To give an example of this process in action, I listened to a presentation by Zofia Ziemann, a researcher at the University of Krakow, who spoke about Celina Wieniewska, the translator of one of Poland’s most well known authors, Bruno Schulz. Wieniewska was born in Warsaw to a Polish-Jewish family and led a fascinating life after escaping the war, finally settling in London as a translator. Criticism has been leveled at Wieniewska by prominent Polish critics such as Michał Paweł Markowski, who wrote, “[Wieniewska] blithely omits the troublesome sentences, thus entirely erasing the author’s signature.” Famous writers such as Philip Roth, John Updike, and even J.M. Coetzee have claimed that they cannot truly “know” Schulz through Wieniewska’s translations. Ziemann says there is some truth to Markowski’s claim, that Wieniewska “does cut the thick of his prose, she does trim…but she doesn’t erase his signature.” Wieniewska was a translator who represented many publishing houses, and therefore knew the book-selling market extremely well. Despite being told that the Anglophone market would not be receptive to translations of Schulz, Wieniewska went ahead and produced translations of his short stories in such a way as to make him more receptive to English-speaking audiences. Ziemann says that Wieniewska ultimately “secured Schulz’s readership as much as possible” and made him one of the few Polish prose writers “who have gotten international recognition” despite the misgivings of Polish critics.

In another presentation, the translator and researcher David Charlston showed us the context behind two different translations of On War by Carl von Clausewitz (1832)—originally written during the time of the Napoleonic Wars—which shed light on how translators’ political and professional backgrounds influence the translated text. Anatol Rapaport’s 1968 translation retains the philosophical language of Clausewitz’s original text, yet Rapaport was also an anti-Vietnam War activist who gave the first lectures against the Vietnam War, and even signed “a pledge refusing tax payments in protest.” Charlston showed how another translation produced in 1969 by Michael Howard and Peter Paret, who supported the U.S. military, attempted to “contest the authority of Rapaport’s anti-war version.” Whereas Rapaport’s version “speaks in outdated metaphysical language,” Howard and Paret use vocabulary such as “complex activity,” requiring “intellect, temperament and mental aptitude,” so that in effect they reframed “Napoleonic soldiery in the language of modern, professional career.” There is even a website which aims to convince people to buy Howard and Paret’s translation instead of Rapaport’s.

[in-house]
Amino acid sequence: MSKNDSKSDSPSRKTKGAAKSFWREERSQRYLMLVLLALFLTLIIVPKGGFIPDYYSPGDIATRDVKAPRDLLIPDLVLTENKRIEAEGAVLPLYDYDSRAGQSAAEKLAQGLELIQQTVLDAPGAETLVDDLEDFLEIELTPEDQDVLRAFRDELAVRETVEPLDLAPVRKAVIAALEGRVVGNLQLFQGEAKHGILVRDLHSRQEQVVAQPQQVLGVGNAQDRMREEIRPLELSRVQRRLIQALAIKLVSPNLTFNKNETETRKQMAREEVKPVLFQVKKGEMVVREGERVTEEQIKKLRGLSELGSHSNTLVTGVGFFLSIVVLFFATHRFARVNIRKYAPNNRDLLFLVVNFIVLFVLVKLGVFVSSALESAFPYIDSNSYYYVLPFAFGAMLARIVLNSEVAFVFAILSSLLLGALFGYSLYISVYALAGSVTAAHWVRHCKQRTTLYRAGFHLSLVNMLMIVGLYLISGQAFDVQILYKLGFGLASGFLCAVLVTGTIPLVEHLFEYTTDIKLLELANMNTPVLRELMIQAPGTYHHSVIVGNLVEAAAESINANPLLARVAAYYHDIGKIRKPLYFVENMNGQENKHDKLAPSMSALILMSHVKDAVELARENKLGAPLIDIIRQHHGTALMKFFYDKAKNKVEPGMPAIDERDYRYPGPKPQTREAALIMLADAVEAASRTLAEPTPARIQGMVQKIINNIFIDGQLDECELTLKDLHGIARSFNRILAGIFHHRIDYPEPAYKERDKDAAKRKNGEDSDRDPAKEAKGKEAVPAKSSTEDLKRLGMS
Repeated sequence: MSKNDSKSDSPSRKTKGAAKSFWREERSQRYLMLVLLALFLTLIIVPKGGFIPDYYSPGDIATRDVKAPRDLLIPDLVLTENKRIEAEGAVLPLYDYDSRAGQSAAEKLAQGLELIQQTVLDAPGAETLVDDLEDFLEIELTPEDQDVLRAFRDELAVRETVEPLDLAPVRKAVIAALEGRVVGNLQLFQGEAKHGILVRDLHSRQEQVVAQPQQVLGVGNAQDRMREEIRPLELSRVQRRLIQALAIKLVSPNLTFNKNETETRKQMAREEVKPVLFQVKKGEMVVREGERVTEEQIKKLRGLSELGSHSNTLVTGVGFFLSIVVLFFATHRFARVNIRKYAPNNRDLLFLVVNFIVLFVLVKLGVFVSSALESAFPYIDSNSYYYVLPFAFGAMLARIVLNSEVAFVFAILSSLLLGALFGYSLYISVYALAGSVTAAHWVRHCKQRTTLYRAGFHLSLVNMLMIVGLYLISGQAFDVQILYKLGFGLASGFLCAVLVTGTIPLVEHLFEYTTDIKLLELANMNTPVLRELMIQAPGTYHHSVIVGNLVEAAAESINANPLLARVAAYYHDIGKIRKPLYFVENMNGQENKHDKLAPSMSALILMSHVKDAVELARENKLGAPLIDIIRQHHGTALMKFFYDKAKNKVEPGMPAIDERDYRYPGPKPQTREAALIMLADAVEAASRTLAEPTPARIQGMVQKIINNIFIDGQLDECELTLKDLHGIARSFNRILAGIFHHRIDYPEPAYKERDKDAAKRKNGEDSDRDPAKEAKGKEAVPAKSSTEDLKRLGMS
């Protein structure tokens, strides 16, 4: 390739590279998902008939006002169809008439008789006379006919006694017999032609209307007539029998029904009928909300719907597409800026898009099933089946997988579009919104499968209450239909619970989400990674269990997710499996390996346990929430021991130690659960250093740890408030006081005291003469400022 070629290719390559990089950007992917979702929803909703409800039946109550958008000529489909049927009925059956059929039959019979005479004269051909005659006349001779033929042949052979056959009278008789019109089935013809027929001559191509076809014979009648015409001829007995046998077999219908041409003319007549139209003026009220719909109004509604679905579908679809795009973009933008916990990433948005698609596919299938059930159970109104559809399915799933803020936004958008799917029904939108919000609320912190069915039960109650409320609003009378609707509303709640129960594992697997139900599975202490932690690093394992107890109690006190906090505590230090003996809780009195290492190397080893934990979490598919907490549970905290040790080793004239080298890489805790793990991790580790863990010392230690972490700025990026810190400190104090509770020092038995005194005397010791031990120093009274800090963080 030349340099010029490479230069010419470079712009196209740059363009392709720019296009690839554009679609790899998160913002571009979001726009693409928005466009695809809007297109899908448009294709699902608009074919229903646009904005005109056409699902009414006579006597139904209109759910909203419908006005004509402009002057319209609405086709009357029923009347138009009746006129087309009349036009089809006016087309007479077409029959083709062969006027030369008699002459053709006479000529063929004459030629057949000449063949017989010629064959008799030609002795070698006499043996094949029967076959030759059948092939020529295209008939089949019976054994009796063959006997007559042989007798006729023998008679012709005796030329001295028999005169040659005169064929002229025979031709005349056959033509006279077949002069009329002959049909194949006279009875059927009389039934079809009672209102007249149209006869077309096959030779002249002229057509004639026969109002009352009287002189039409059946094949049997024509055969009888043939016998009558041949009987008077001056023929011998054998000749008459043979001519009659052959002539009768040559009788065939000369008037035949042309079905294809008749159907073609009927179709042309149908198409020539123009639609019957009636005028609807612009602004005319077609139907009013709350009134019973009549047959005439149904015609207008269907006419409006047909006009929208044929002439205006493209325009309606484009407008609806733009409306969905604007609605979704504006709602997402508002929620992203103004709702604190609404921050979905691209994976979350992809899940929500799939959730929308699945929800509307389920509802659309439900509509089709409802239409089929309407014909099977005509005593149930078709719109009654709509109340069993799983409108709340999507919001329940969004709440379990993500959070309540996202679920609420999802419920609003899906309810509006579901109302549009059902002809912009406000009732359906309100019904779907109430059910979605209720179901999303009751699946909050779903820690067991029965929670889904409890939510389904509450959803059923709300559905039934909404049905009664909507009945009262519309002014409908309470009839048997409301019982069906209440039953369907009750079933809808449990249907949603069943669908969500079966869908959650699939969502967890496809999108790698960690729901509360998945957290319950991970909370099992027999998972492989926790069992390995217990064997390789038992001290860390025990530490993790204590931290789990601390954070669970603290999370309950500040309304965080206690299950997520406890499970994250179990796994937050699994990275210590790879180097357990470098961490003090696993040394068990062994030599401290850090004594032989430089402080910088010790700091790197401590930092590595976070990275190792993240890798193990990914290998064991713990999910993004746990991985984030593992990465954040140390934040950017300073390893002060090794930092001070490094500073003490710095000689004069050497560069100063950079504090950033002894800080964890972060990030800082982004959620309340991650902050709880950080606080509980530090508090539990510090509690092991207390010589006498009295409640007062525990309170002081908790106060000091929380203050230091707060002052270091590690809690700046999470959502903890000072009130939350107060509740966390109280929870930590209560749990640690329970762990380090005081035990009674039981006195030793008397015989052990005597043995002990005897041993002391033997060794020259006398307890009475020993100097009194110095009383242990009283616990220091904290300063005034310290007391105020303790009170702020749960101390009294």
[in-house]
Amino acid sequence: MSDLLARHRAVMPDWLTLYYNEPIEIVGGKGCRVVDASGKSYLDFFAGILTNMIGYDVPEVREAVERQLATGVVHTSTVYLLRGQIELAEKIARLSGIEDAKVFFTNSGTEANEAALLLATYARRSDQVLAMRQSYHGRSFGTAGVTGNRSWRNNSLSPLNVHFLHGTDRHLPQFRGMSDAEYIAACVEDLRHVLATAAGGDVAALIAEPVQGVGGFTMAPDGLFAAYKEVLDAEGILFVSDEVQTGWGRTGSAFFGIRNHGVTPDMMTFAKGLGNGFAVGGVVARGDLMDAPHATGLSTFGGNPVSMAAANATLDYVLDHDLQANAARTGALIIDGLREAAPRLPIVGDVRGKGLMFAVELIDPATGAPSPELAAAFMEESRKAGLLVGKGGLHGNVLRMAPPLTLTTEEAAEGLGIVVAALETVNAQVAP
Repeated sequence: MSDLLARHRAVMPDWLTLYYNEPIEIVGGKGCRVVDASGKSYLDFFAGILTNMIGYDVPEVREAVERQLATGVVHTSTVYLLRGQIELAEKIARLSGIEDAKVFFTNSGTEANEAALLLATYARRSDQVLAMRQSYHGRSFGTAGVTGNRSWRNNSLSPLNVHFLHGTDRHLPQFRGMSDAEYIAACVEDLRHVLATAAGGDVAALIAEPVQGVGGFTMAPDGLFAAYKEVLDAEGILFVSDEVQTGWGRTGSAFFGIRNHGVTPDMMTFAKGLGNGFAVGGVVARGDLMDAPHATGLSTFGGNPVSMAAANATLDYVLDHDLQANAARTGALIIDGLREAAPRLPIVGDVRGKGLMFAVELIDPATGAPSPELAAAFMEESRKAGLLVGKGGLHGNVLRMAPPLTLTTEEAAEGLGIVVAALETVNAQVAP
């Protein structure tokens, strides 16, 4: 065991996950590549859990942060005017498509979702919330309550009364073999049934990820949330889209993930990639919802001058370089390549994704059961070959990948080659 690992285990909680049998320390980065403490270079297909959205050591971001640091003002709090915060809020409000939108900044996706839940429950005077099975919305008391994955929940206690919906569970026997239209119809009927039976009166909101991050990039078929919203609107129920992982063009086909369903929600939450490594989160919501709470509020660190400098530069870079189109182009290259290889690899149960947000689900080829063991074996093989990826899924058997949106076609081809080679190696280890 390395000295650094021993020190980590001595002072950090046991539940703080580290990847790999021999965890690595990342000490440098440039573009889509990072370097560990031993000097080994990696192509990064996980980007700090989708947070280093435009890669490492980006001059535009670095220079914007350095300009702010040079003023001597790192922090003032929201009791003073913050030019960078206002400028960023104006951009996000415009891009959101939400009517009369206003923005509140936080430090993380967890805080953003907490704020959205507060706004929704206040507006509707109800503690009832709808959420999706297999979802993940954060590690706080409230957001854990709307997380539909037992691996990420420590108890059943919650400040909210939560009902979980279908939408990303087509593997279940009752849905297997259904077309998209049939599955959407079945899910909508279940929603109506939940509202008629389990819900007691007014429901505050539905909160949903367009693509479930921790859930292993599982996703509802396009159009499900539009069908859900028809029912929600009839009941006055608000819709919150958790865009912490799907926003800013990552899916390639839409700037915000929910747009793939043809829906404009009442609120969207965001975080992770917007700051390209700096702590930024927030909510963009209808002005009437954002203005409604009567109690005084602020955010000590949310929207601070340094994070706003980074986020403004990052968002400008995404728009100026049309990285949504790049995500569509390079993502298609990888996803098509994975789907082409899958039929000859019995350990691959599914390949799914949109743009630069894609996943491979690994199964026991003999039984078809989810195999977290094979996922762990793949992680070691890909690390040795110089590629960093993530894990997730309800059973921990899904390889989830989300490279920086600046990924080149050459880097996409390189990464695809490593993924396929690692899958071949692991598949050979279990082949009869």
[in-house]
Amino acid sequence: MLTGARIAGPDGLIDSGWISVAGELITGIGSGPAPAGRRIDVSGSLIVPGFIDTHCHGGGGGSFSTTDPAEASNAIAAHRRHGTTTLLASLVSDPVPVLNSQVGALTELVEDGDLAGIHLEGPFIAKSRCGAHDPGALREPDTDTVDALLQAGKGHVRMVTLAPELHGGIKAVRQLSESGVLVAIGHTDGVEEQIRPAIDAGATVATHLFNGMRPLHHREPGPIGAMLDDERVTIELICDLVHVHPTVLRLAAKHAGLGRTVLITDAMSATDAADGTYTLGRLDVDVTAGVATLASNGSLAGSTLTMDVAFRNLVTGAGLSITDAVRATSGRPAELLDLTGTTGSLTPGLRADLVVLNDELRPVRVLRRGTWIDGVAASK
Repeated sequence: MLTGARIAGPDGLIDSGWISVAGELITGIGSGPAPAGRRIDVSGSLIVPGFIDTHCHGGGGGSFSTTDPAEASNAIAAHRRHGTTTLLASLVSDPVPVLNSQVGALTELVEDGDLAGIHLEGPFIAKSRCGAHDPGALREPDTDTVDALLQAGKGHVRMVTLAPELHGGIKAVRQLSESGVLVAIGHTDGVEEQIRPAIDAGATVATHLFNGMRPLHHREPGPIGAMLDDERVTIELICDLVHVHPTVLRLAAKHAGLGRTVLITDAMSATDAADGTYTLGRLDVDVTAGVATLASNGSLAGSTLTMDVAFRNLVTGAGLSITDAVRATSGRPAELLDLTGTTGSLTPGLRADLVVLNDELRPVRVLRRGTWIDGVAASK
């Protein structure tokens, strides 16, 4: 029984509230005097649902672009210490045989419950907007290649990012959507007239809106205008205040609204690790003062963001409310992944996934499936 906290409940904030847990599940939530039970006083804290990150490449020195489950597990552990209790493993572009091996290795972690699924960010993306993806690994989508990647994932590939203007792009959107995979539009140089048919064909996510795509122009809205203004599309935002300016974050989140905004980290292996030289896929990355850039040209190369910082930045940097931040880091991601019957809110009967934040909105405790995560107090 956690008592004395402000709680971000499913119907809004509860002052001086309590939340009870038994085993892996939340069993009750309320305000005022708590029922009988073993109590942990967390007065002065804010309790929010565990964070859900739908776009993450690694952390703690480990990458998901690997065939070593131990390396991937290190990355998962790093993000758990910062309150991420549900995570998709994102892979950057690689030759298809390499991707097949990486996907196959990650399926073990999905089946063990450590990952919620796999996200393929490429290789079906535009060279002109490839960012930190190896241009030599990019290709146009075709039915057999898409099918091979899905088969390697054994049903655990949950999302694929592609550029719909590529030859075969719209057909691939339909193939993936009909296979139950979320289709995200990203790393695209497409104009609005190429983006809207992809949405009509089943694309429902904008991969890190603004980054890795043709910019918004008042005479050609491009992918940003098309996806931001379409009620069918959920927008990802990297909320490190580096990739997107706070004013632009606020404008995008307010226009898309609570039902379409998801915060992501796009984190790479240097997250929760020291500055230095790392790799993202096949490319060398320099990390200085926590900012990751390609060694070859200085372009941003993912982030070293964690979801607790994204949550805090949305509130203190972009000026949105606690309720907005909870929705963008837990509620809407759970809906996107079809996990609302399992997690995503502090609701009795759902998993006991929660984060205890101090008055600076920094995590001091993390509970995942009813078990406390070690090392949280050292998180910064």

Ultimately, this approach of inquiry into the “flesh and blood” and “day to day” aspect of translators’ lives is still quite young, and therefore capable of developing in a variety of directions. It is unclear what translators themselves think about the possibility of such a close look into their lives—most translators who I have spoken with seek a humble level of recognition in comparison with the kind of fame that some authors receive. What is absolutely vital at this point is for literary studies to incorporate theories and histories of translation, rather than assuming it is enough to simply offer literature in translation. Translation is ultimately a creative act, and an understanding of it—whether or not we ourselves are translators—will massively improve our understanding of literary theory and texts. If we fail to do that, we fail to take into account an important dimension of interpretation and how a text creates its meaning. While the translator may have previously escaped the fate of the author because of their invisibility, today the translator is visibly alive and here to stay.

  • Catherine Thankamma

    Excellent piece and very relevant to me and the society in which I live where a translator is discouraged from attending the release of a book translated by her.